Mrsa | Superbug More Common In Kids Who've Used Antibiotics


NEW YORK (Reuters Health) – Kids who get lots of antibiotics from their doctors are more likely to harbor the MRSA superbug, although it’s still rare, a new study of British youngsters has found.

While that doesn’t prove the drugs are to blame for the antibiotic-resistant bacterium, it would make biological sense, researchers say.

“This just provides more evidence to support redoubling our efforts to decrease antibiotic use,” Dr. Daniel J. Diekema, who was not involved in the new work, told Reuters Health.

MRSA, or methicillin-resistant Staphylococcus aureus, first arrived in the U.S. in the 1960s. But it wasn’t until 1980, when it infected a burn victim in a Seattle hospital and caused a devastating outbreak, that doctors realized how serious the situation really was.

It is estimated that in 2005, the bug caused severe infections in nearly 95,000 Americans and killed more than 18,500 of them.


While infections caught in hospitals have been declining in recent years, there is less certainty about those contracted outside hospitals — so-called community-acquired MRSA.

“It remains a major public health problem, but the dramatic increase that we saw during the last decade seems to have leveled off in many areas and may be decreasing in some,” said Diekema, an expert in infectious diseases at the University of Iowa in Iowa City.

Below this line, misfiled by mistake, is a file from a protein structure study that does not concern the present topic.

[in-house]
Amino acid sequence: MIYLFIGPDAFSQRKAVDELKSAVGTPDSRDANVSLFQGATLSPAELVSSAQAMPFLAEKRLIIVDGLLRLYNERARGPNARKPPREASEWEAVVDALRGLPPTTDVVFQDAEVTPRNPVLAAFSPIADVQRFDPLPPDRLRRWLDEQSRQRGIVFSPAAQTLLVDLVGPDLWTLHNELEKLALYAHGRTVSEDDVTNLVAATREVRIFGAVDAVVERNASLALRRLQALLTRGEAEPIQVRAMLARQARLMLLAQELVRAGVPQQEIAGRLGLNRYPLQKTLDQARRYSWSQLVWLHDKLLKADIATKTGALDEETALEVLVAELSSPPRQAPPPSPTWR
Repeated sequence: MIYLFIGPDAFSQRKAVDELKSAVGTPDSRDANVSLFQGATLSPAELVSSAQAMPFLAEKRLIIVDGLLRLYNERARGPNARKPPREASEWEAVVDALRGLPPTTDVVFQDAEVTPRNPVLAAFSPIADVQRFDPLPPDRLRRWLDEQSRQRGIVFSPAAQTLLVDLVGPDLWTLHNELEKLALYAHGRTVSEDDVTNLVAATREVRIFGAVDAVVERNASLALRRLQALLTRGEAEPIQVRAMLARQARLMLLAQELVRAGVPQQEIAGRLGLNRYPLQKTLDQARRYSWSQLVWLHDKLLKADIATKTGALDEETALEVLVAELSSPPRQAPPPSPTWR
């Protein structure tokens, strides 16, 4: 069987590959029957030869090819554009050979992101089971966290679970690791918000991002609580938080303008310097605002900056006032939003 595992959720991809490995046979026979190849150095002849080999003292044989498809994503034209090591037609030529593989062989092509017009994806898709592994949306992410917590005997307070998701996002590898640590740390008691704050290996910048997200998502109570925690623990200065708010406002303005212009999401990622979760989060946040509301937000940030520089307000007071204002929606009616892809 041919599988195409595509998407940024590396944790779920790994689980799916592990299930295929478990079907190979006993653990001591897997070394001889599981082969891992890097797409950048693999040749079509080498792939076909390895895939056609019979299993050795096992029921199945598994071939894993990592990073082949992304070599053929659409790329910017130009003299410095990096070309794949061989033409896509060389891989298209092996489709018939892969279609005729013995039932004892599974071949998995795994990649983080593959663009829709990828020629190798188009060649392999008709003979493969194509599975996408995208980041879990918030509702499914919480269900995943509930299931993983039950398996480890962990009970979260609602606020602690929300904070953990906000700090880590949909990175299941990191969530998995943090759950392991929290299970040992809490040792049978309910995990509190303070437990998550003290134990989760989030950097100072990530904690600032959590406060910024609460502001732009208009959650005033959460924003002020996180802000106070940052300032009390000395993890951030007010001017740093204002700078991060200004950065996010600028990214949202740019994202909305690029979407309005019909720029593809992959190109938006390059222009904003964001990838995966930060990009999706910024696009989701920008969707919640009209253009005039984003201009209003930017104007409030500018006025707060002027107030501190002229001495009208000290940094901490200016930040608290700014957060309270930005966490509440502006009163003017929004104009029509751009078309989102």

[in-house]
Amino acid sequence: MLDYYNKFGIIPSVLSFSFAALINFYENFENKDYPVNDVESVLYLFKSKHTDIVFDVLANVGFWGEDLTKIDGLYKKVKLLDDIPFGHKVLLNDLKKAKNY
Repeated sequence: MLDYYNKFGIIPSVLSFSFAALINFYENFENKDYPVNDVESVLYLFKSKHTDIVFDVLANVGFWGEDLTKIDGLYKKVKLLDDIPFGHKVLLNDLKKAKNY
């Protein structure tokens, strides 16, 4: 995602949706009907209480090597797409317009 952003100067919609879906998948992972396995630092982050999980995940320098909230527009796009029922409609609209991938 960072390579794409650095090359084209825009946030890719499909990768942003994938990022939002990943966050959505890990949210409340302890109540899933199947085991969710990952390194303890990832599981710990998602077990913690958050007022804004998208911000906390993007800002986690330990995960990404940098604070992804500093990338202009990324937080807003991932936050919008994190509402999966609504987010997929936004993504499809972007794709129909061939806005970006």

To get a better idea about how MRSA infections arise outside of hospitals, Canadian researchers looked at data from more than 400 doctors’ offices in the UK.

They’d already shown that adults with several antibiotic prescriptions were more likely to harbor MRSA later on, so this time they focused on kids who’d gotten the diagnosis between 1994 and 2007.

There were 4.5 MRSA cases per 100,000 children every year in the UK, although it wasn’t clear from the data whether the children had active infections or just carried the bacteria on their skin, where they are harmless.

“In general, only a minority of people who carry MRSA go on to become infected,” Diekema explained.

Of 297 children who tested positive for MRSA, more


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